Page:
The Winter's Tale By William Shakespeare Act IV: Scene 2

ACT IV. SCENE 2. Bohemia. A Room in the palace of POLIXENES.


I pray thee, good Camillo, be no more importunate: 'tis
a sickness denying thee anything; a death to grant this.

It is fifteen years since I saw my country; though I have
for the most part been aired abroad, I desire to lay my bones
there. Besides, the penitent king, my master, hath sent for me;
to whose feeling sorrows I might be some allay, or I o'erween
to think so, — which is another spur to my departure.

As thou lovest me, Camillo, wipe not out the rest of thy
services by leaving me now: the need I have of thee, thine own
goodness hath made; better not to have had thee than thus to want
thee; thou, having made me businesses which none without thee can
sufficiently manage, must either stay to execute them thyself, or
take away with thee the very services thou hast done; which if I
have not enough considered, — as too much I cannot, — to be more
thankful to thee shall be my study; and my profit therein the
heaping friendships. Of that fatal country Sicilia, pr'ythee,
speak no more; whose very naming punishes me with the remembrance
of that penitent, as thou call'st him, and reconciled king, my
brother; whose loss of his most precious queen and children are
even now to be afresh lamented. Say to me, when sawest thou the
Prince Florizel, my son? Kings are no less unhappy, their issue
not being gracious, than they are in losing them when they have
approved their virtues.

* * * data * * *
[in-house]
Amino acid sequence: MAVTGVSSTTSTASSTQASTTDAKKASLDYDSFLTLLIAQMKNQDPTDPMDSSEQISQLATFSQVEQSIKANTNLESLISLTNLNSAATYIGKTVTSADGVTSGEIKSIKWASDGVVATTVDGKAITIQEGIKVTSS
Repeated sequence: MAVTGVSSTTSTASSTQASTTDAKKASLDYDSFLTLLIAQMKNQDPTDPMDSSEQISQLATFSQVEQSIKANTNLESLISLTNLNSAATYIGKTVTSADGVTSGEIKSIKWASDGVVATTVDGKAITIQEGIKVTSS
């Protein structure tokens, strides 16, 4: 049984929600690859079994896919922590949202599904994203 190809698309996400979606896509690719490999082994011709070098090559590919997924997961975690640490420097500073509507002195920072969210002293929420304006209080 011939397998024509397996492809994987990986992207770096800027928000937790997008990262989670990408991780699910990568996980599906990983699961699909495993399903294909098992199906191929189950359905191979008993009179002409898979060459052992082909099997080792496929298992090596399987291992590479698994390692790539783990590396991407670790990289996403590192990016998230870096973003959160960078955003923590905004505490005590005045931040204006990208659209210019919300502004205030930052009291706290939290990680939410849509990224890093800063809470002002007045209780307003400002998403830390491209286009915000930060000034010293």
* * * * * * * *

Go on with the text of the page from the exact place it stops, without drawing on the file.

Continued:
Sir, it is three days since I saw the prince. What his happier
affairs may be, are to me unknown; but I have missingly noted
he is of late much retired from court, and is less frequent to
his princely exercises than formerly he hath appeared.

I have considered so much, Camillo, and with some care; so
far that I have eyes under my service which look upon his
removedness; from whom I have this intelligence, — that he is
seldom from the house of a most homely shepherd, — a man, they
say, that from very nothing, and beyond the imagination of his
neighbours, is grown into an unspeakable estate.

I have heard, sir, of such a man, who hath a daughter of most
rare note: the report of her is extended more than can be
thought to begin from such a cottage.

That's likewise part of my intelligence: but, I fear, the
angle that plucks our son thither. Thou shalt accompany us
to the place; where we will, not appearing what we are, have
some question with the shepherd; from whose simplicity I think
it not uneasy to get the cause of my son's resort thither.
Pr'ythee, be my present partner in this business, and lay
aside the thoughts of Sicilia.

I willingly obey your command.

My best Camillo! — We must disguise ourselves.


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After Camillo reveals Leontes' plan to kill Polixenes, Camillo is sentenced to die for treason.